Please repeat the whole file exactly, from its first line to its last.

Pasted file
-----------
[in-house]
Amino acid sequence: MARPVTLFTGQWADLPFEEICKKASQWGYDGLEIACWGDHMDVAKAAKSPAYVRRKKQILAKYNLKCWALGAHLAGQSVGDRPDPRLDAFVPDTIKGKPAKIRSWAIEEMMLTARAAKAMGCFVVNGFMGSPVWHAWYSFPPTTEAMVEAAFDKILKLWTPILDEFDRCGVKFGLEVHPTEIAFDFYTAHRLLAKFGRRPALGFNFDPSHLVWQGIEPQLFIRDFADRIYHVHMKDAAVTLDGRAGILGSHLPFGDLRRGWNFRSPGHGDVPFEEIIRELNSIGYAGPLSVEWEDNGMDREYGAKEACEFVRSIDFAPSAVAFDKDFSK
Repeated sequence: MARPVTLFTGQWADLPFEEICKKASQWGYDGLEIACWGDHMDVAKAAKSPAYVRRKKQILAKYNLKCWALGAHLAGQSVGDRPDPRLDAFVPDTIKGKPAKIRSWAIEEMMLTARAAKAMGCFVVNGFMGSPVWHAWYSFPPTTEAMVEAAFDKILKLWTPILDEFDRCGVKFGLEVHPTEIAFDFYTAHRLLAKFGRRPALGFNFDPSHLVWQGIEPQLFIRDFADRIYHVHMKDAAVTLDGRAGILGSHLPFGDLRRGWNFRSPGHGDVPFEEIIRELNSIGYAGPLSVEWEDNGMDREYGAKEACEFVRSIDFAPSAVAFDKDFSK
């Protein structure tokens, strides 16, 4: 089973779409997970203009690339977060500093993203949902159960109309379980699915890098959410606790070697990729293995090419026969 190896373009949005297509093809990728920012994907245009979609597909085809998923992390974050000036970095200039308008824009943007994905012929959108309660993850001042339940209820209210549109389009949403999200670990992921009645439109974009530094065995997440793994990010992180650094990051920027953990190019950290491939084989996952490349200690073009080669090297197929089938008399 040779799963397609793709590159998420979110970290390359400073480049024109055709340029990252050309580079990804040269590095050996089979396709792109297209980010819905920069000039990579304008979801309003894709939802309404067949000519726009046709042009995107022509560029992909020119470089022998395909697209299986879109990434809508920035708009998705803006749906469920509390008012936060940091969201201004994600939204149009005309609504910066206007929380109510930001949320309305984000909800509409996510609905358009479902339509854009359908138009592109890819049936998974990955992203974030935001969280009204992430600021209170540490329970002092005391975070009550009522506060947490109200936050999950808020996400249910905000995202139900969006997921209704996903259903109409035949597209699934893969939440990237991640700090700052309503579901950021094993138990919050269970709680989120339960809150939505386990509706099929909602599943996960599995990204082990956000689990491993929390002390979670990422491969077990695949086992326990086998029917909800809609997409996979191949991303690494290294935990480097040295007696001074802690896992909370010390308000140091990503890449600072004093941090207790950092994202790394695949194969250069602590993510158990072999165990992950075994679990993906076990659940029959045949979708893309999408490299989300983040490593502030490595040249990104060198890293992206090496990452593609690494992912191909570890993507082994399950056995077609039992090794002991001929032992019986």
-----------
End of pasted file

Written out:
[in-house]
Amino acid sequence: MARPVTLFTGQWADLPFEEICKKASQWGYDGLEIACWGDHMDVAKAAKSPAYVRRKKQILAKYNLKCWALGAHLAGQSVGDRPDPRLDAFVPDTIKGKPAKIRSWAIEEMMLTARAAKAMGCFVVNGFMGSPVWHAWYSFPPTTEAMVEAAFDKILKLWTPILDEFDRCGVKFGLEVHPTEIAFDFYTAHRLLAKFGRRPALGFNFDPSHLVWQGIEPQLFIRDFADRIYHVHMKDAAVTLDGRAGILGSHLPFGDLRRGWNFRSPGHGDVPFEEIIRELNSIGYAGPLSVEWEDNGMDREYGAKEACEFVRSIDFAPSAVAFDKDFSK
Repeated sequence: MARPVTLFTGQWADLPFEEICKKASQWGYDGLEIACWGDHMDVAKAAKSPAYVRRKKQILAKYNLKCWALGAHLAGQSVGDRPDPRLDAFVPDTIKGKPAKIRSWAIEEMMLTARAAKAMGCFVVNGFMGSPVWHAWYSFPPTTEAMVEAAFDKILKLWTPILDEFDRCGVKFGLEVHPTEIAFDFYTAHRLLAKFGRRPALGFNFDPSHLVWQGIEPQLFIRDFADRIYHVHMKDAAVTLDGRAGILGSHLPFGDLRRGWNFRSPGHGDVPFEEIIRELNSIGYAGPLSVEWEDNGMDREYGAKEACEFVRSIDFAPSAVAFDKDFSK
């Protein structure tokens, strides 16, 4: 089973779409997970203009690339977060500093993203949902159960109309379980699915890098959410606790070697990729293995090419026969 190896373009949005297509093809990728920012994907245009979609597909085809998923992390974050000036970095200039308008824009943007994905012929959108309660993850001042339940209820209210549109389009949403999200670990992921009645439109974009530094065995997440793994990010992180650094990051920027953990190019950290491939084989996952490349200690073009080669090297197929089938008399 040779799963397609793709590159998420979110970290390359400073480049024109055709340029990252050309580079990804040269590095050996089979396709792109297209980010819905920069000039990579304008979801309003894709939802309404067949000519726009046709042009995107022509560029992909020119470089022998395909697209299986879109990434809508920035708009998705803006749906469920509390008012936060940091969201201004994600939204149009005309609504910066206007929380109510930001949320309305984000909800509409996510609905358009479902339509854009359908138009592109890819049936998974990955992203974030935001969280009204992430600021209170540490329970002092005391975070009550009522506060947490109200936050999950808020996400249910905000995202139900969006997921209704996903259903109409035949597209699934893969939440990237991640700090700052309503579901950021094993138990919050269970709680989120339960809150939505386990509706099929909602599943996960599995990204082990956000689990491993929390002390979670990422491969077990695949086992326990086998029917909800809609997409996979191949991303690494290294935990480097040295007696001074802690896992909370010390308000140091990503890449600072004093941090207790950092994202790394695949194969250069602590993510158990072999165990992950075994679990993906076990659940029959045949979708893309999408490299989300983040490593502030490595040249990104060198890293992206090496990452593609690494992912191909570890993507082994399950056995077609039992090794002991001929032992019986």